‘Pointless’ Legislative Commission meeting wraps up quickly, after plenty of predictable rhetoric

When nothing is going to be accomplished, it’s best to do it quickly.

With that in mind, Senate Majority Leader Amy Koch adjourned Thursday’s first meeting of the brand-new Legislative Commission on Planning and Fiscal Policy just 45 minutes after it had been called to order.

The evidence was clear early on that the afternoon meeting of 19 legislators — 13 Republicans and six DFLers — was going to be pointless from the moment that Gov. Mark Dayton told two of his commissioners not to attend.

If recent history is any indicator, the only point of this commission is for legislators to beat up on the governor’s commissioners. Certainly, that was the case when DFLers controlled the Legislature and Tim Pawlenty was governor.

“Waterboarding” is how Rep. Mindy Greiling, a DFLer and a member of this commission, described the treatment that Tom Hanson, who had been Pawlenty’s commissioner of Management and Budget, had received a year ago from DFL legislators.

Presumably, Dayton’s Management and Budget commissioner, Jim Schowalter, and Revenue Commissioner Myron Frans would have received similar treatment Thursday from Republicans.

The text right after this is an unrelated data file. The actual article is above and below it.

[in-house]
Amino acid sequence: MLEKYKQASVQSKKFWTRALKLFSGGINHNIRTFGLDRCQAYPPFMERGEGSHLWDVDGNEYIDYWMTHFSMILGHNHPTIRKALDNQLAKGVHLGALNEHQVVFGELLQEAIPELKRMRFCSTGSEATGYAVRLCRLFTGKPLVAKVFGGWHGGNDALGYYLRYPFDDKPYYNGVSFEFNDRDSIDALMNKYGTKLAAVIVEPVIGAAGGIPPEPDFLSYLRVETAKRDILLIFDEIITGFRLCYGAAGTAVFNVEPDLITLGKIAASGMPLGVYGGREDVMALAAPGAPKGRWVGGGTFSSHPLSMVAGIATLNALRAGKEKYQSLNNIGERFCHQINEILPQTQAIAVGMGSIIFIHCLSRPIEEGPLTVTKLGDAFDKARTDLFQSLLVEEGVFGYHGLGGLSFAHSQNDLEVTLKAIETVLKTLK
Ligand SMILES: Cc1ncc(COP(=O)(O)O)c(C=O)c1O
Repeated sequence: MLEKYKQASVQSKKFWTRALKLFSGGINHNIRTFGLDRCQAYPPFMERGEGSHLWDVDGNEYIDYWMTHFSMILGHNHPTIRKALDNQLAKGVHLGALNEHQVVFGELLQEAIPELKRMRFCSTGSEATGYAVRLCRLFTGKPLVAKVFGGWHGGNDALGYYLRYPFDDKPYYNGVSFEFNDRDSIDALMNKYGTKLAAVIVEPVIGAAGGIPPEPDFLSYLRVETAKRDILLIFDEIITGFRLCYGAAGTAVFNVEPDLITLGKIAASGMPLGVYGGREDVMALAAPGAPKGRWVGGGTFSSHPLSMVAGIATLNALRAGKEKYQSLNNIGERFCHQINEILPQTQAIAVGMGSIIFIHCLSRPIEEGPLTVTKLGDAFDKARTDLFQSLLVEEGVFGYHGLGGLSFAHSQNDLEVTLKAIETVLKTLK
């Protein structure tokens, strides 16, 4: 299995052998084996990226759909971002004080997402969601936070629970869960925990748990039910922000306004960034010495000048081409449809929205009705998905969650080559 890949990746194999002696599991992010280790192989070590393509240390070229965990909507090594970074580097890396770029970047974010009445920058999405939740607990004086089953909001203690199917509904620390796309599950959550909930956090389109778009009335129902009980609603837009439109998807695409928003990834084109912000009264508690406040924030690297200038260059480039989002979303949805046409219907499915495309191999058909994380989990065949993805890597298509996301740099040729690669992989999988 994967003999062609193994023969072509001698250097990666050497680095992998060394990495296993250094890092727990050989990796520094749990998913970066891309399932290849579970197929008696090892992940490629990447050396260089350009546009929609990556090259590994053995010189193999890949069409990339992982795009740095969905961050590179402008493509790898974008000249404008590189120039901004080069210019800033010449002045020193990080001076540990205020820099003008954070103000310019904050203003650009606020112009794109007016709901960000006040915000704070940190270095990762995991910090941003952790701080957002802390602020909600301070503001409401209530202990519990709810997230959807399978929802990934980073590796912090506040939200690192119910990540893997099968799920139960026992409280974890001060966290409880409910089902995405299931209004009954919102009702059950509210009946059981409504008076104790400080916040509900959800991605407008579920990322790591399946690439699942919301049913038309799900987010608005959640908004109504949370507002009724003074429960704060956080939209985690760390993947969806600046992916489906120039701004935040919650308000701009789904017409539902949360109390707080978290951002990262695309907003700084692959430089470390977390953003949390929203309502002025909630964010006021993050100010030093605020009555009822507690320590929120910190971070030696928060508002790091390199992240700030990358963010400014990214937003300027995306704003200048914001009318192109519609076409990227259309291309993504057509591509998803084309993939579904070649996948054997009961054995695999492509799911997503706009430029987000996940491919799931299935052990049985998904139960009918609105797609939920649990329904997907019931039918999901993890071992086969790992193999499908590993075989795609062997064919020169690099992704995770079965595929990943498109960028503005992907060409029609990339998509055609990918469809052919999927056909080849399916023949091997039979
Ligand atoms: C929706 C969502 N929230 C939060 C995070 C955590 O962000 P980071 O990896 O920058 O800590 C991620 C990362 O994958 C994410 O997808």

But they weren’t there.

Republicans claim that the commissioners accepted phone invitations to the session on Wednesday morning. It was only after they received letters specifying the intent of the session late Wednesday afternoon that the governor stepped in and said the commissioners couldn’t go.

Republicans fume
That allowed the Republicans to grouse.

“Those empty chairs [where the commissioners would have been seated] allow the public to see what we’ve seen all along,” said Rep. Matt Dean, the House majority leader and a member of the commission.

The absence of the two also allowed the Republicans to clench their fists and make tough noises.

State Sen. Mike Parry
State Sen. Mike Parry

That tough-guy job was given to Sen. Mike Parry of Waseca. A proud fellow, he puffed himself up and asked, “Do we have subpoena power?”

There was a pause in the inaction before an attorney could be found who could respond to Parry’s question.

“Yes,” said commission legal adviser, Pat McCormick.

At that point, it appeared that the friction between legislative Republicans and the DFL governor could become even more intense.

Sen. Tom Bakk, a commission member and the Senate minority leader, urged caution.

Just because the commission has subpoena power, he said, doesn’t mean it should be used. In fact, he said, he holds virtually no hope that this commission could help resolve the budget stalemate.

He was, he noted, speaking from experience.

“I did participate [on last year’s commission],” Bakk said. “It failed. We should not kid ourselves. … This process hasn’t been successful.”

Finger-pointing by Republican members of the commission, he predicted, would lead to only more “polarizing. Nothing productive will come out of that.”